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The Paris climate conference, and after?

Sebastian Gomes

Friday, April 22, 2016

(Co-founder of Equiterre Steven Guilbeault speaks about what Canada needs to do to meet the challenge of climate change in the wake of the landmark climate conference in Paris 2015, at the Mary Ward Centre in Toronto, Ontario, 21/04/2016)
A few dozen people gathered at the Mary Ward Centre in downtown Toronto last night to hear acclaimed environmental activist Steven Guilbeault, Co-founder of Equiterre, speak about the 2015 Paris climate summit and what Canada needs to do to meet the set goals and further challenges.
In his candid but hopeful presentation, Guilbeault noted that 162 out of 196 countries in Paris agreed to tackle the climate crisis; those countries account for about 95% of all global emissions.  Today, Earth Day, will serve as a reminder to what needs to be done, as an estimated 170 countries will formally sign the COP21 agreement at the United Nations.  Now the real work begins.
The science presented in Paris projected that no change in behavior or policy would lead to an increase in the earth's temperature by 3.6 degrees Celsius in a matter of decades.  The effects of this would be catastrophic.  Guilbeault noted that in the last global ice age, the earth's temperature was only 4 degrees colder than it is now.  The agreement reached in Paris--should it be implemented completely by every country--would limit the rise in temperature to 2.7 degrees Celsius.  While the effects of a 2.7 degree rise will be less than a 3.6 degree rise, Guilbeault said it's still not going to be pleasant for life on the planet, and much more will need to be done.  "Paris was only the beginning," he said.
Guilbeault presented the numbers related to production of emissions, noting that wealthier countries will need to contribute more resources to fight climate change, not because they are wealthier, but because they have contributed more to the problem.  Statistics show that the vast majority of poorer countries have a relatively minuscule carbon footprint.  Given the grave situation of the earth and her climate, those poorer countries will need help adapting to the effects of climate change more than anything.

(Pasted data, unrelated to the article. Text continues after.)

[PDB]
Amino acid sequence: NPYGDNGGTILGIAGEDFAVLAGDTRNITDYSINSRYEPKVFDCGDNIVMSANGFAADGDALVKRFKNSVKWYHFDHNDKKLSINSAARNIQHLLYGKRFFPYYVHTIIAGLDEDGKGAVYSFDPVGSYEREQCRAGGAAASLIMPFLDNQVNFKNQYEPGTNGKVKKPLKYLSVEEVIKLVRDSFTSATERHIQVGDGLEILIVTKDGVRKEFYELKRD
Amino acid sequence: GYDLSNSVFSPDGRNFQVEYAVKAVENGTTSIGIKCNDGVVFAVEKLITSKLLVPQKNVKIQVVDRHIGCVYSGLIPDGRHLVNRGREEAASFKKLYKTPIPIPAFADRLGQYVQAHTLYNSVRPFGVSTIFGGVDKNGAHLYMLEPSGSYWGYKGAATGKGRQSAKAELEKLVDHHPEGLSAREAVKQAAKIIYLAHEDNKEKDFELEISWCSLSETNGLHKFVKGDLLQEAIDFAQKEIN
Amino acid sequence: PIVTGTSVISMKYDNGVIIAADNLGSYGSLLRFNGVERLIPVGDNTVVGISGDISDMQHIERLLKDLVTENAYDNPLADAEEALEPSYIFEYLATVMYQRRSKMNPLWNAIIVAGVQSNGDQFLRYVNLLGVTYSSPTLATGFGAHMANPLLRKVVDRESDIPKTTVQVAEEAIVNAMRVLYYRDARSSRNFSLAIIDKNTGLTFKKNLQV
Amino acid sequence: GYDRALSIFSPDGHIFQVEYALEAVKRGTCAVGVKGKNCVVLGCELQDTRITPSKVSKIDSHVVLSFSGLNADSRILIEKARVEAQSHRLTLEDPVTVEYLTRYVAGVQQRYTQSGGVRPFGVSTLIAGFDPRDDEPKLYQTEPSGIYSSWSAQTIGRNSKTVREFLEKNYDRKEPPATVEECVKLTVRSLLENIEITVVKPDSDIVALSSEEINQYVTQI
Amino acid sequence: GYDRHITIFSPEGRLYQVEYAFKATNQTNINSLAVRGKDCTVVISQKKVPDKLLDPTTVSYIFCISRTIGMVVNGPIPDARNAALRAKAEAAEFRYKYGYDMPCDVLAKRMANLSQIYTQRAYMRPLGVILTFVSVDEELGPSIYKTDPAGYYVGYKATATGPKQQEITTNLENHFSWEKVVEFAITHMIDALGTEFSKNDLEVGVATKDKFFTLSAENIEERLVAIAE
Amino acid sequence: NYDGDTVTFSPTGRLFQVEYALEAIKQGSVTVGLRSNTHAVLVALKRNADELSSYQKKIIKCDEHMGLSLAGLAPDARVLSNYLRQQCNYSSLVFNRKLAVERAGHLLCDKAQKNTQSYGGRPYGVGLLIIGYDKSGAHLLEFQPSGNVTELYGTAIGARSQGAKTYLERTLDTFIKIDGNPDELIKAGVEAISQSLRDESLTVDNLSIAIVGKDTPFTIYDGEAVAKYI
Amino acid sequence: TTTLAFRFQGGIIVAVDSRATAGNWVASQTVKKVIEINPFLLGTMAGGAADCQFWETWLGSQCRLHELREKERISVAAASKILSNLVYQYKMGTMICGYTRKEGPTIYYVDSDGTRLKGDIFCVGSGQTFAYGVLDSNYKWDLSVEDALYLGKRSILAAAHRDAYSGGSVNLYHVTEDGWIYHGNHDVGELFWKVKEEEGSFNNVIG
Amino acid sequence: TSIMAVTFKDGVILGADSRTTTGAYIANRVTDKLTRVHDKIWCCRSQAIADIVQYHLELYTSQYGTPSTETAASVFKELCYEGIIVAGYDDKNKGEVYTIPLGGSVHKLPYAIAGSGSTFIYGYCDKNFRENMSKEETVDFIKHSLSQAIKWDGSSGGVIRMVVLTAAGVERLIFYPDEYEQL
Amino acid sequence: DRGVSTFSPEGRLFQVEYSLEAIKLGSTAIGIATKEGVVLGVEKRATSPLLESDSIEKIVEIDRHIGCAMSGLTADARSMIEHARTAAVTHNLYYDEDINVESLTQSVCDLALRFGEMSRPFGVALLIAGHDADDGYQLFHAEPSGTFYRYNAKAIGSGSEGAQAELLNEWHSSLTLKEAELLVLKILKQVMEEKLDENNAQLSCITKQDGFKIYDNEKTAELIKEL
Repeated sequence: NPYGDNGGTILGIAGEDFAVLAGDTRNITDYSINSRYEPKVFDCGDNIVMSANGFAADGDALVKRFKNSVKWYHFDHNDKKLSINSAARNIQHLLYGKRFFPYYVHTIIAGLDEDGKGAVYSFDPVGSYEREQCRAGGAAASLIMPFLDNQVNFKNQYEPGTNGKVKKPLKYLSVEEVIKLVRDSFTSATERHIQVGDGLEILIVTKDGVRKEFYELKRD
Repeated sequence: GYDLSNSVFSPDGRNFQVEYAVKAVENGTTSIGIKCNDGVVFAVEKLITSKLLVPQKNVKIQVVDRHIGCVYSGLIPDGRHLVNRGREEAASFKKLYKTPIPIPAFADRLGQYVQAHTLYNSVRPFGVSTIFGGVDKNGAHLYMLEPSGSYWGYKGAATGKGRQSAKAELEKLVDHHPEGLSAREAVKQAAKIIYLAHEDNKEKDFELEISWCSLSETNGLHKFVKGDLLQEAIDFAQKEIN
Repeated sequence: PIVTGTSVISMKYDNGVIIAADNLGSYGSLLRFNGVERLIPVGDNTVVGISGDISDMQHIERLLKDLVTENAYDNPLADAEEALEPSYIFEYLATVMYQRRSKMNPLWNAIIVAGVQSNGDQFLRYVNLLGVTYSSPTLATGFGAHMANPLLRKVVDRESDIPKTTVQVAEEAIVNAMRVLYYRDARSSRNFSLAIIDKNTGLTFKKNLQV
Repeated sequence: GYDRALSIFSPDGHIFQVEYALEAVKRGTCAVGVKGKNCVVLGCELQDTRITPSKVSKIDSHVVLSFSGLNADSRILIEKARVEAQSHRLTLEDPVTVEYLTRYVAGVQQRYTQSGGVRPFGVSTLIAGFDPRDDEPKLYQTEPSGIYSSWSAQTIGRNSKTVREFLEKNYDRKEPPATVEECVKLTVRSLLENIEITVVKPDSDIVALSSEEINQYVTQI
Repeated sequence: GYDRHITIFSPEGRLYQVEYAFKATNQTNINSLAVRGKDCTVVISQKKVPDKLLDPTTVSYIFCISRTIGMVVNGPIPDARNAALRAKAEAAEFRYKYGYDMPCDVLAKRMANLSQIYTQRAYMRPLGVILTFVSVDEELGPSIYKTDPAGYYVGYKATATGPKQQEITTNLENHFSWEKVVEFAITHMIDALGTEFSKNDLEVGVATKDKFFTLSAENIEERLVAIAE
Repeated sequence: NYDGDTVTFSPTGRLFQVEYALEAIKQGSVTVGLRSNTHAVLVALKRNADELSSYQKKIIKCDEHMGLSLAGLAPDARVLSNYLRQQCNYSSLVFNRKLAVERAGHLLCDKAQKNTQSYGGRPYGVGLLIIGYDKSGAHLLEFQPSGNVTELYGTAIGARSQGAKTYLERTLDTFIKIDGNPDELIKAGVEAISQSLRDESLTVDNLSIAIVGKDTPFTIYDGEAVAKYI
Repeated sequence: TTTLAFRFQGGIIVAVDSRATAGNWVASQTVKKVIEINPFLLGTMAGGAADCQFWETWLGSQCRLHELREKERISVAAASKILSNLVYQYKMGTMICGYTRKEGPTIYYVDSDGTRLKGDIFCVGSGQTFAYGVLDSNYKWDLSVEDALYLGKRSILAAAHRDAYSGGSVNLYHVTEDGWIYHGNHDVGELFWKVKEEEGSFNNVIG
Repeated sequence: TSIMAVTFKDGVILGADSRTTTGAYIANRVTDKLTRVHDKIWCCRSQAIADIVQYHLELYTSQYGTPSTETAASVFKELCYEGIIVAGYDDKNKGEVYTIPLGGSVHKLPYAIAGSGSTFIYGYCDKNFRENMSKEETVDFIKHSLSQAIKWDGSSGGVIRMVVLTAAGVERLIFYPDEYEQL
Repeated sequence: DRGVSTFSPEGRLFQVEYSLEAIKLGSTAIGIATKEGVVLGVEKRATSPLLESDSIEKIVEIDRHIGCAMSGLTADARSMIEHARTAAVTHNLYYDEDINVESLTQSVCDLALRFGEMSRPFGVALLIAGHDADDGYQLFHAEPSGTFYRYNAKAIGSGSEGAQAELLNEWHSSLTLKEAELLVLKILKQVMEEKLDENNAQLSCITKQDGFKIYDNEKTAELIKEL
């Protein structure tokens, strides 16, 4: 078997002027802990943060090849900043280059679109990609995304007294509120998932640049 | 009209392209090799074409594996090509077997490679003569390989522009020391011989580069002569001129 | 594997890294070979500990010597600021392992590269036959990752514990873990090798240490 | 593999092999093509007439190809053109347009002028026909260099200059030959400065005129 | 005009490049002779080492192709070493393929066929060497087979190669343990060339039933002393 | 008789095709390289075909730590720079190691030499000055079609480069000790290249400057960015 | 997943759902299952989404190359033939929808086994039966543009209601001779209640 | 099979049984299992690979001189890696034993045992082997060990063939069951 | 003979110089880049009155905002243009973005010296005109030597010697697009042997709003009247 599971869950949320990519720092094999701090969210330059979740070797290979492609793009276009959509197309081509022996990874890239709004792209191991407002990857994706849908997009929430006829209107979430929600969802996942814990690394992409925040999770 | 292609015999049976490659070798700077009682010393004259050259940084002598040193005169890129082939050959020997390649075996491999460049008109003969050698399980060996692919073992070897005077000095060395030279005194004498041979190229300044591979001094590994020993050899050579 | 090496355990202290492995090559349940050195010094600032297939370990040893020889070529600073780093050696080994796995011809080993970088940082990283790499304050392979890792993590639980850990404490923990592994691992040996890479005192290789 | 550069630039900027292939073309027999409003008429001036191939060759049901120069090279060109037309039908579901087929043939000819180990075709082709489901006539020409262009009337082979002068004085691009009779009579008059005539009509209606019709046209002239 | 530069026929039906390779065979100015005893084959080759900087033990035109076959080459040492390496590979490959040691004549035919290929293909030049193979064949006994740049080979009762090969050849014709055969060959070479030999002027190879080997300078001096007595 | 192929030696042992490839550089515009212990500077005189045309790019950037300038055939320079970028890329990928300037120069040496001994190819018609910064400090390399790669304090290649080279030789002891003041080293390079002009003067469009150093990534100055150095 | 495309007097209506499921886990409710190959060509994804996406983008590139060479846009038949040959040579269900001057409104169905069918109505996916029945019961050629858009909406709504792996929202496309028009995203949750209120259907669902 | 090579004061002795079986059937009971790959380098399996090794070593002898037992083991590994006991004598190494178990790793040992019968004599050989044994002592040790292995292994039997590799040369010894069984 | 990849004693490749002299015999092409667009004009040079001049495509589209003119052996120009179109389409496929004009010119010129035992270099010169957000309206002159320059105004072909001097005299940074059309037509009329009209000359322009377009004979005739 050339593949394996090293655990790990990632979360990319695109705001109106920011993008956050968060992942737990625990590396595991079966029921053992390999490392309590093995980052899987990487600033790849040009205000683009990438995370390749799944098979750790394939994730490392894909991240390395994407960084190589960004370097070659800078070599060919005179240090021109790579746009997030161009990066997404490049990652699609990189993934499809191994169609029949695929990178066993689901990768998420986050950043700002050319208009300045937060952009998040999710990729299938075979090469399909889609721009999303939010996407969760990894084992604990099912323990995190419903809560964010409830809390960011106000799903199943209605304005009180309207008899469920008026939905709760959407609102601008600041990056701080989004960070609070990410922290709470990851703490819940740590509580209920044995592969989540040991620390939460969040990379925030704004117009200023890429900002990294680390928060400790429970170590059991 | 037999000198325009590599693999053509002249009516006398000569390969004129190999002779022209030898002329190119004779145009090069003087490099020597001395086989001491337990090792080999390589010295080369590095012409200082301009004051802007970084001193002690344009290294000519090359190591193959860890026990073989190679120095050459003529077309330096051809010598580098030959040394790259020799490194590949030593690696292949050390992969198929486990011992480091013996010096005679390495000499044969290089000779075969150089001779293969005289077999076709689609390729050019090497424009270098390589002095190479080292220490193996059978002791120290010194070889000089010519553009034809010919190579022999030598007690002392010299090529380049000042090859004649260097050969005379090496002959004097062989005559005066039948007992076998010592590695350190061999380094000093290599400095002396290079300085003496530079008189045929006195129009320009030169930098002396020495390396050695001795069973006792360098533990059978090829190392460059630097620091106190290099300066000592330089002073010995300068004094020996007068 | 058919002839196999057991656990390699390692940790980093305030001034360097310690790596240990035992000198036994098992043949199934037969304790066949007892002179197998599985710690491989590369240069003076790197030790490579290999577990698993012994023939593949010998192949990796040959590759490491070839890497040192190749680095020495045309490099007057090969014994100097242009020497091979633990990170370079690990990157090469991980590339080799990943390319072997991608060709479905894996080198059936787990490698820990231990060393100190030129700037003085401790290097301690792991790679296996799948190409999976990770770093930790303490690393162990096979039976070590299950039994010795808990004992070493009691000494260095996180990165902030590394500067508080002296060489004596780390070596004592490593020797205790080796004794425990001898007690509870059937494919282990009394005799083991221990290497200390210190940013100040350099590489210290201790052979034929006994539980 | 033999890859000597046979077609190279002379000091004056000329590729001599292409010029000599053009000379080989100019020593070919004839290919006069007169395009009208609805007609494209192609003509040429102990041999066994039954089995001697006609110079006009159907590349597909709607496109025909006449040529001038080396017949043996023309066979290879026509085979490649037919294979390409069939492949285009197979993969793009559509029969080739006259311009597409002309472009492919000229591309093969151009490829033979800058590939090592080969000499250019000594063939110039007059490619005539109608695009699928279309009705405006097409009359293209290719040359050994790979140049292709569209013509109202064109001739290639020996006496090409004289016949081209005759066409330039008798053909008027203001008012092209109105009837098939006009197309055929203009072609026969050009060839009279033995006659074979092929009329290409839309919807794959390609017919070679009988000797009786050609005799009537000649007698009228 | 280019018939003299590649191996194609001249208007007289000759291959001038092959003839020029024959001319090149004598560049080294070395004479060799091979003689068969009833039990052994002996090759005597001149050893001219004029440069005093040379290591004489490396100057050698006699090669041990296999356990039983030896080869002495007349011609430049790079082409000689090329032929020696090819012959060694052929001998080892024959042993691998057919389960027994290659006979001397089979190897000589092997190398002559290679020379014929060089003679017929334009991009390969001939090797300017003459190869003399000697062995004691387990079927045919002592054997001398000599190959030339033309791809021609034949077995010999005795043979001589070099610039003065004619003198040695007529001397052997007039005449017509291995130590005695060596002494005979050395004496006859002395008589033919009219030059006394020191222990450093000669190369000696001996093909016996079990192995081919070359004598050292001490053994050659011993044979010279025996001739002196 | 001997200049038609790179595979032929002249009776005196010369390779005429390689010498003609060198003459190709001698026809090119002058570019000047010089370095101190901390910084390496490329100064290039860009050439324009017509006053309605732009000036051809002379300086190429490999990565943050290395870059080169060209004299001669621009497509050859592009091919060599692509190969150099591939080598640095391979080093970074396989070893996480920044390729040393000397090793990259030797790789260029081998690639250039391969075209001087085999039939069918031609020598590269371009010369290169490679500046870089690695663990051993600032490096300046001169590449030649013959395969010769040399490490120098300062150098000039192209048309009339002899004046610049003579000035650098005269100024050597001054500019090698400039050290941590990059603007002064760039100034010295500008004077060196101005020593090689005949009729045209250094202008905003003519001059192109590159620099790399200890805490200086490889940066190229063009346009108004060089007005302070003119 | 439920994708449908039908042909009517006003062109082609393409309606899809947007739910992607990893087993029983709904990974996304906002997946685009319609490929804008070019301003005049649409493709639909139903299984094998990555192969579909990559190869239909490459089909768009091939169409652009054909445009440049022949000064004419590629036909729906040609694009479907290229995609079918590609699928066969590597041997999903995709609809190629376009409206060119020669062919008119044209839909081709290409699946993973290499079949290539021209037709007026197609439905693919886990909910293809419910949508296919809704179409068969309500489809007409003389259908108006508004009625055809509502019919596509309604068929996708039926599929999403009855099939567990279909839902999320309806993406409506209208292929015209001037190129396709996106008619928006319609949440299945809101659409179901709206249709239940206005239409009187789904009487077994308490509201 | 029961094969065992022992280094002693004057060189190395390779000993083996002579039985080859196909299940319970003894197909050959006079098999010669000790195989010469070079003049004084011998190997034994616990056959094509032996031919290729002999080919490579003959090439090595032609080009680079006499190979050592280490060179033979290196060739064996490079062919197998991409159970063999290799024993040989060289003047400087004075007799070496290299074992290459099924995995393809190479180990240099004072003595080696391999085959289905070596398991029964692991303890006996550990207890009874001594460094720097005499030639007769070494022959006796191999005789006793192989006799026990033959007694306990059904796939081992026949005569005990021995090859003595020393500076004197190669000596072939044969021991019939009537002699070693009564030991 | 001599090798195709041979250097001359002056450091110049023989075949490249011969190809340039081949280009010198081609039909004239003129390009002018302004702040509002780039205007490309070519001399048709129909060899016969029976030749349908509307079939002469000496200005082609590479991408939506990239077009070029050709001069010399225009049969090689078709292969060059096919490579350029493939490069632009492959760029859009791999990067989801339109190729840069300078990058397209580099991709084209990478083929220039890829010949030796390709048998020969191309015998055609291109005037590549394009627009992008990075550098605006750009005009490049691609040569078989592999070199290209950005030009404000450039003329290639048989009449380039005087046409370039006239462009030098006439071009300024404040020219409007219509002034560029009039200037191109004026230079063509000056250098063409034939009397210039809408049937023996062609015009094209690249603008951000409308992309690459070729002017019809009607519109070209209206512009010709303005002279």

Looking at Canada specifically, Guibeault weighed the cost of continuing a fossil fuel driven market versus creating one based on renewable energy.  The transition, he said, is inevitable, but while Trudeau's Liberal government is much more inclined to invest in renewable energy, simultaneously expanding the fossil fuel market as they are, is a bad idea long-term for the environment, Canada's global emissions commitments, and even for jobs.  "People argue that renewable energy is not a real economy, that it doesn't create jobs.  But this is false," he said.  Rather, the numbers show that a committed investment in renewable energy will in fact produce many more jobs and limit the amount of suffering (job loss) caused by over-reliance on a boom-bust market like oil.  The low cost (demand) for oil right now and the subsequent suffering of many Canadians should kick-start our moral conscience and mobilize the country to find ways to ensure market security and workforce longevity.  The way to do that is to see what is fast and inevitably approaching: a society built on renewable energy.
Ultimately, the challenge of climate change is not one of economics or technology, but of willpower and dedication.  Pope Francis calls it a moral imperative.  "Canada has the responsibility to show leadership," concluded Guilbeault, "We have to do something about it, and we have to hurry up because the clock is ticking."
(Above left: Development and Peace animator for central Ontario Luke Stocking answers questions with Steven Guilbeault.  Above right: Steven Guilbeault, who participated in the Paris climate conference delivers his presentation at the Mary Ward Centre)

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